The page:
The truth about High Risk

A lot has been made about Jackie Chan being lampooned in High Risk. It’s one of those divisive classics which has more truth as time goes on. By the time that it was 1999, he wanted people to think less of the movie – awareness was on the verge of happening because Jet Li was on his way to becoming a Hollywood action movie star. All it took would be for someone to do an internet search by typing “Jackie Chan Die Hard” and Jackie would be confronted with lots of questions by ruthlessly inquisitive interviewers. In 1999, Jackie decided (as early as February) that he was going to be in his own take on Die Hard so that people come across his movie instead. I can sympathize with him putting the project on hold so that he could do his cowboy movie (Sammo Hung cried when Jackie confronted him about his Jet rip-off as reported in the 1999 revised edition of Jackie’s autobiography), but he definitely should’ve delayed Rush Hour 2 and The Accidental Spy to make Nosebleed.



With this particular action comedy, he would’ve been one of the producers and writers (supplanting existing material in the script by Stu Zicherman and Raven Metnzer). He was to play a window cleaner at the World Trade Center who takes a fancy to a waitress who works at the Windows of the World restaurant at the top. The pair subsequently get caught up in a plot to blow up the building. This project never happened – not just due to 9/11, but he was busy with The Tuxedo. It’s a shame because the movie had the potential to be The Raid of its time – a mixture of Die Hard and Bruce Lee’s Game of Death. Jackie thought that there was a character in Nosebleed that was appropriate for Sylvester Stallone. He made the suggestion to the film company (MGM) but they rejected the idea because Sly’s career was going down a slippery slope. Likewise for Jet Li before he in High Risk. Coincidentally, there is a chapter titled High Risk in I Am Jackie Chan: My Life in Action (1998).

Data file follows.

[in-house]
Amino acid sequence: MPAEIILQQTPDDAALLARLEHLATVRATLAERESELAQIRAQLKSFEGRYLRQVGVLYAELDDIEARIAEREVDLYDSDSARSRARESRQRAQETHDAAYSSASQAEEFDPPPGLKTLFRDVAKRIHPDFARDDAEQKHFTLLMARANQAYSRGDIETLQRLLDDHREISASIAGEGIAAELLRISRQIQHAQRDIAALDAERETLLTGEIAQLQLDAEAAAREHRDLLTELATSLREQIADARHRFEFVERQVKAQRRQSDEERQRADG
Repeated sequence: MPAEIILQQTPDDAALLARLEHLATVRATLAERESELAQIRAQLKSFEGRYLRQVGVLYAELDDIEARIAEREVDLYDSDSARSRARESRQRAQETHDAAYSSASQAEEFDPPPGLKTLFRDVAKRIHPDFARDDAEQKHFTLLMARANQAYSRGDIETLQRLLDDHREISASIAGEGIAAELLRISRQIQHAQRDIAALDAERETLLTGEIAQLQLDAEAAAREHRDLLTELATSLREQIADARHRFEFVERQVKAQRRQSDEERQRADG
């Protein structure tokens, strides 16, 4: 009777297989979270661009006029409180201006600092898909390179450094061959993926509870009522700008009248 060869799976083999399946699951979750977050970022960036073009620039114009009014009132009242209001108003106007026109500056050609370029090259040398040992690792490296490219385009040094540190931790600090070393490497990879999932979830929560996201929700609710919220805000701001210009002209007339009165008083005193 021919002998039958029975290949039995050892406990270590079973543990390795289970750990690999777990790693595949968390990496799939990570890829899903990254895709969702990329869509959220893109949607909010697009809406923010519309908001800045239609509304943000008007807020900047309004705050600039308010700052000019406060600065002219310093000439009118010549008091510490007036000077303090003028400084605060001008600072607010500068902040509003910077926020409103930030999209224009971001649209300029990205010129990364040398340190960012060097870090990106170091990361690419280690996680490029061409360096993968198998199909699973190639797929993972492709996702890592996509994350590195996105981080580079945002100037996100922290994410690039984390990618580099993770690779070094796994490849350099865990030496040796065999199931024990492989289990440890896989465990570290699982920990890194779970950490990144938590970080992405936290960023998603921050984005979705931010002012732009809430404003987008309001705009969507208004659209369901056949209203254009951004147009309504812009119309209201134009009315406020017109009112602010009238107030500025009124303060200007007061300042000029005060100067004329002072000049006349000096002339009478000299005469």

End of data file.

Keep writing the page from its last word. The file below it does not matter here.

Nosebleed might not have been the most well-written since New Line Cinema sold it to MGM in 2000. The project was already in bad taste because there was a WTC bombing in 1993, alas the movie was going to have a budget that was somewhere in the region of 50 to 60 million dollars – a whole lot more money than the original Die Hard. Still, with all that cash to spend, it can’t possibly have been more satisfactory in terms of action and comedy than Wong Jing’s High Risk. I actually think that Jing’s movie is superior to Die Hard because the movie is less than two hours long yet accomplished more by covering three redemptive arcs along with a healthy dose of three-dimensional comedy and risky action of a more diverse nature to make the Bruce Willis movie look generic. Even though the movie has been described as a satire about Jackie, it’s more of a parody towards martial arts and action movies in general. Now that any of this mattered to the star who was being roasted.



Near the end of 1999, fact made art less slanderous when it was revealed that he had an affair with Elaine Ng. Despite himself already having a family, she gave birth to his child. Being an unwed mother has more of a stigma in the East than it does in the West. The scandal had been an impediment to the success of Who Am I? in Japan. On October 11 (a Monday) in 1999, he was confronted by a horde of Japanese reporters who demanded to know the truth. You have to bear in mind that this is the same country where Dragons Forever (1988) had flopped because he was playing a lawyer (they are even more reviled in Japan than in America). On October 12, the reporters had a field day when they dug up old files on Elaine – she had stripped and posed for the Hong Kong edition of Playboy after winning the Miss Asia title in 1990. Her pictures were splashed in the papers for all to see, so much for the conservative stereotype that is often fostered in the West. This particular Tuesday was worse for him than the day before.